The tentative Derby field, however, is filled by others well equipped with aristocratic birth certificates. Should Ben Jones, for example, decide to saddle a Calumet Farm eligible, he would call on Trentonian, a son of Bull Lea, who already has sent out two Derby-winning sons—Citation and Hill Gail (1952). And if Honeys Alibi, a California-raced colt, should accept the issue he will get some fine support if only for the reason that his sire, Alibhai, also sired last year's Derby winner Determine. Noor, still a world record holder over classic distances, may be represented by Prince Noor. The 1947 Derby winner Jet Pilot has an eligible son in Racing Fool, half of an entry (with Flying Fury) of Harry F. Guggenheim's Cain Hoy Stable which turned the unturnable tables on undefeated Native Dancer in the Derby of 1953.
It was inevitable, of course, that some of the better 3-year-olds would not make it to the Downs starting gate. Some, such as Blue Ruler (another son of Nasrullah) and Roman Patrol, were beset by minor training pitfalls. Others had reasons of a different nature. Two Boston brothers, Paul and Frank Andolino, own a speed demon called Boston Doge. The colt has been accused by some of ducking a meeting with his top-rated contemporaries. At the same time he has been hailed as the most shrewdly managed horse in the country. The Andolinos are keeping him on a special program: sprints. They see no reason to send him a mile and a quarter under 126 pounds until he's ready—which may be never. Boston Doge likes his special program. He has lost only one of 11 races.
Another strong Derby contender dropped along the way was Saratoga. His trainer, Frank Bonsai, was perfectly frank to explain why: "We ran against Nashua twice in Florida and couldn't beat him. I'm not sure Saratoga belongs in a race with Nashua and Summer Tan."
THE WEST WILL CHALLENGE
Fortunately for the Derby, there are still a lot of owners and trainers willing to take a chance against the powerful champions of the East Coast. The West has a strong contender in Swaps, who has won all three of his 1955 races, including the Santa Anita Derby (SI, Feb. 28). In his most recent outing last week, he flirted with the Churchill Downs track record while winning a six-furlong dash by eight and a half lengths. But should Willie Shoemaker bring Swaps down in front on Saturday, it would mark only the second time in history (and first time since Morvich in 1922) that a California-bred horse has won.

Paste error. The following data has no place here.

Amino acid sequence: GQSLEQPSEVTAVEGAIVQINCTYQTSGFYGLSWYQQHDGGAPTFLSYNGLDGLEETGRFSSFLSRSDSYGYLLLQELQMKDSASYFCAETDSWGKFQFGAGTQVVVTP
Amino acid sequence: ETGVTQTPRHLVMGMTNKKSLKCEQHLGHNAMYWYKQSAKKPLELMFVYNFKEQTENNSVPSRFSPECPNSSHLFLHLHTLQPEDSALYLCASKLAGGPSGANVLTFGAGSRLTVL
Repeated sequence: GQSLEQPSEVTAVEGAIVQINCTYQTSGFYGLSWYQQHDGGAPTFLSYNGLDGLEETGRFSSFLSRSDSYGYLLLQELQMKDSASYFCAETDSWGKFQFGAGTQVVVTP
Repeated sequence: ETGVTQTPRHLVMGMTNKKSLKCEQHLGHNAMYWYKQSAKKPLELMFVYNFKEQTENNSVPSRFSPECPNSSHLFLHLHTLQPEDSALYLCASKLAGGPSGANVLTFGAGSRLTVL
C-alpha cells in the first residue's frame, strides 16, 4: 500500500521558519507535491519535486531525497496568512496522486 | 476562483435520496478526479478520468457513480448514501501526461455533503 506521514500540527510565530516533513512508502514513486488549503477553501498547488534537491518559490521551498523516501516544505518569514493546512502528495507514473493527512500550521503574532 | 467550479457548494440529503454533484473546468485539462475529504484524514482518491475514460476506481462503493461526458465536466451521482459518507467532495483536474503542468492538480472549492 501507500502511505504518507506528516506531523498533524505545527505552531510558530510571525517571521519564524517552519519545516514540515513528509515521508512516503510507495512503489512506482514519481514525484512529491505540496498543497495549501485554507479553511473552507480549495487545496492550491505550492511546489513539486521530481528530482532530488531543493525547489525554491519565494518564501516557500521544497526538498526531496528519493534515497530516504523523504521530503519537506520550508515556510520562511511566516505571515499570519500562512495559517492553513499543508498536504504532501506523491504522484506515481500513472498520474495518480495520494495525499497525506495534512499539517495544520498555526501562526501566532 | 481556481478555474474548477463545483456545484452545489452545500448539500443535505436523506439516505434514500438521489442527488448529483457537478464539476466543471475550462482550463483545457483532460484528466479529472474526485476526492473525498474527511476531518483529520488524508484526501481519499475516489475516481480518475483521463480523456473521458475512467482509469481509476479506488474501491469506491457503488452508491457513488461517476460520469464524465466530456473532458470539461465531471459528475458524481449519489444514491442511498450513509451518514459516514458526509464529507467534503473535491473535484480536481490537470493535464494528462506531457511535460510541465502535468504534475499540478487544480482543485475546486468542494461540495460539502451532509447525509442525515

Two other West Coast representatives, Honeys Alibi and the temperamental Jean's Joe, are dark horses. Jean's Joe is a son of Nasrullah quite unlike Nashua. It seems he loves to catch the leader, but is shy about passing him. In his first seven starts this year he won only one, but was never out of the money.
The Derby's real sleeper may be the Cain Hoy Stable entry of Flying Fury and Racing Fool who have been training for weeks in Kentucky. The last time the stable did this they did it with a colt named Dark Star—and he made their training program look awfully good on Derby Day of 1953.
The starting field is expected to number between 8 and 10, thus minimizing the chances or necessity for crowding and poor racing luck which has so often plagued Derby fields in the past. Actually Nashua's presence in the role of favorite may encourage the opposition to come out in stronger force than would have been the case had Summer Tan won the Wood in convincing fashion. Eddie Arcaro explains it this way: "If Summer Tan had won easily, everybody would have known that he was a speed horse few could hope to catch. But, with Nashua winning again by his usual close margin, these other guys figure they always have a chance—a chance, that is, that Nashua just might, the next time, miss out by the same close margin."
It is now seconds to post time. The field is warming up so far away that every pair of binoculars is raised to eye-level position. Standees strain forward in a fight to get an inch closer. The horses are led into the gate as the announcer heralds the approaching moment of decision. The betting has stopped. One wonders how 100,000 people can be so quiet, so intent—or so nervous.
The starter squeezes his hand on a charged switch. It springs open the gates and sets off a piercing bell. Another Derby field thunders away. This is what happens every year. It will happen again this Saturday.